By Kiyoshi Takenaka and Hideyuki Sano
TOKYO (Reuters) -Japanese Prime Minister Yoshihide Suga's Liberal Democratic Party (LDP) and allies failed to win outright a local election in Tokyo on Sunday that was seen as a key test of voter sentiment ahead of national polls later this year.
Public broadcaster NHK said the LDP had won 33 seats in Tokyo's 127-member assembly, just ahead of Tokyo Citizens First, the party of Tokyo Governor Yuriko Koike, with 31 seats. Even with 23 won by its ally Komeito, LDP fell short of an outright majority -- a target that had been considered within reach.
The disappointing result could put pressure on Suga, whose term as LDP president expires at the end of September. The head of the LDP is virtually assured of being prime minister, given the party's dominance in parliament.
"It appears our seats are likely to be a little bit lower than what we have initially anticipated," NHK had earlier quoted Taimei Yamaguchi, chair of the LDP's election strategy committee, as saying.
Tokyo's election came as the capital is preparing to host the Olympic Games whilst dealing with a resurgence of COVID-19.
With a general election due by October, Suga has staked his political career on successfully holding the Games, postponed from last year due to the virus, and boosting vaccine rollouts.
He has said he will bar spectators if necessary. But exit polls by broadcaster TBS showed 57% of respondents were still opposed to the Olympics going ahead on July 23 as planned.
Koike's Tokyo Citizens First party wants the Olympics held without spectators while the opposition Constitutional Democrats and Communists have called for the Games to be cancelled or postponed.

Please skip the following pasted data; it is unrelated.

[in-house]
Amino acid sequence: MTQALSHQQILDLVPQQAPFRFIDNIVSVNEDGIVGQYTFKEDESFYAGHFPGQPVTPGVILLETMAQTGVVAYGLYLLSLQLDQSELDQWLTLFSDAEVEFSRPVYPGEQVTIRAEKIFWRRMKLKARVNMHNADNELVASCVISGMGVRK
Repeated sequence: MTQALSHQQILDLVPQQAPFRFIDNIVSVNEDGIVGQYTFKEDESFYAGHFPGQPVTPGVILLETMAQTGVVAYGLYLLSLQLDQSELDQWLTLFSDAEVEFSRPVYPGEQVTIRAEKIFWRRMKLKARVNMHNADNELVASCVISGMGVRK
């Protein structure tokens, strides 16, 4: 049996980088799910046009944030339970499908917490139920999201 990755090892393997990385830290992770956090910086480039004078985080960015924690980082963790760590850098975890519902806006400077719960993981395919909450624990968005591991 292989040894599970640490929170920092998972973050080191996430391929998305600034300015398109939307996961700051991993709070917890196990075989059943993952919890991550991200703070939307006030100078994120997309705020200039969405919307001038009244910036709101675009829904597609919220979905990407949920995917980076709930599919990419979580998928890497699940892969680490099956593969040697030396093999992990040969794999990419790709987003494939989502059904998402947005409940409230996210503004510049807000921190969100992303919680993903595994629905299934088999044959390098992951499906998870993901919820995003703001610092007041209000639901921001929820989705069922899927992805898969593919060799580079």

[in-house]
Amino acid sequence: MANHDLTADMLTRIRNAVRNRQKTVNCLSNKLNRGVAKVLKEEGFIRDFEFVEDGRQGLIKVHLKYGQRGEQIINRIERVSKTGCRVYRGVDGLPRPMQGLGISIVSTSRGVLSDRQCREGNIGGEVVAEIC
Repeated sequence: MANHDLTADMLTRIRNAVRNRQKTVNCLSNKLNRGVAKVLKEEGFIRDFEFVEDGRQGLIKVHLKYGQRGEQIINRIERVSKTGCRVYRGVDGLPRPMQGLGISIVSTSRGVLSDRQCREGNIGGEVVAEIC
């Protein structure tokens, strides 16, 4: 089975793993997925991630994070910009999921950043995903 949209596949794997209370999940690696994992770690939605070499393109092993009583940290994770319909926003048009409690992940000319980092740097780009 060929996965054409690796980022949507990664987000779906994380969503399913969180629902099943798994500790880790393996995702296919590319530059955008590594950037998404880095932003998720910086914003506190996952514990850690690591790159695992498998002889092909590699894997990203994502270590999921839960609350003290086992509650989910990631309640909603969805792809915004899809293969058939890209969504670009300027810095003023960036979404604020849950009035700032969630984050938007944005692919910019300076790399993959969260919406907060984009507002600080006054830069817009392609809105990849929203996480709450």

Voters on Sunday said COVID-19 remained their chief concern. A resurgence of the pandemic in Japan has seen new COVID-19 infections in Tokyo rise to a more than five-week high, with 716 reported on Saturday.
"My focus on this election was the pandemic measures," a 26-year-old actor, who is deaf, wrote in a note to a reporter outside the polling station. He asked not to be named.
"I picked the candidate who would take actions to save infected people, as I am afraid of losing my job and my income if I get infected," he said, declining to name the candidate. "I don't care about political parties."
Another voter was critical of the LDP's handling of the pandemic.
"I wanted to give my vote to someone in the opposition as I don't support the current (national) government," said Noriko Ushimaru, a woman in her 80s. "They are hopeless in coronavirus responses. I don't see their determination to curb the virus."
She said the holding the Tokyo Olympics amid the pandemic and vaccine supply shortages were examples of the government's inadequate anti-coronavirus measures.
(Reporting by Kiyoshi Takenaka; Additional reporting by Yuka Obayashi and Hideyuki Sano; Editing by Clarence Fernandez, William Mallard, Elaine Hardcastle and Catherine Evans)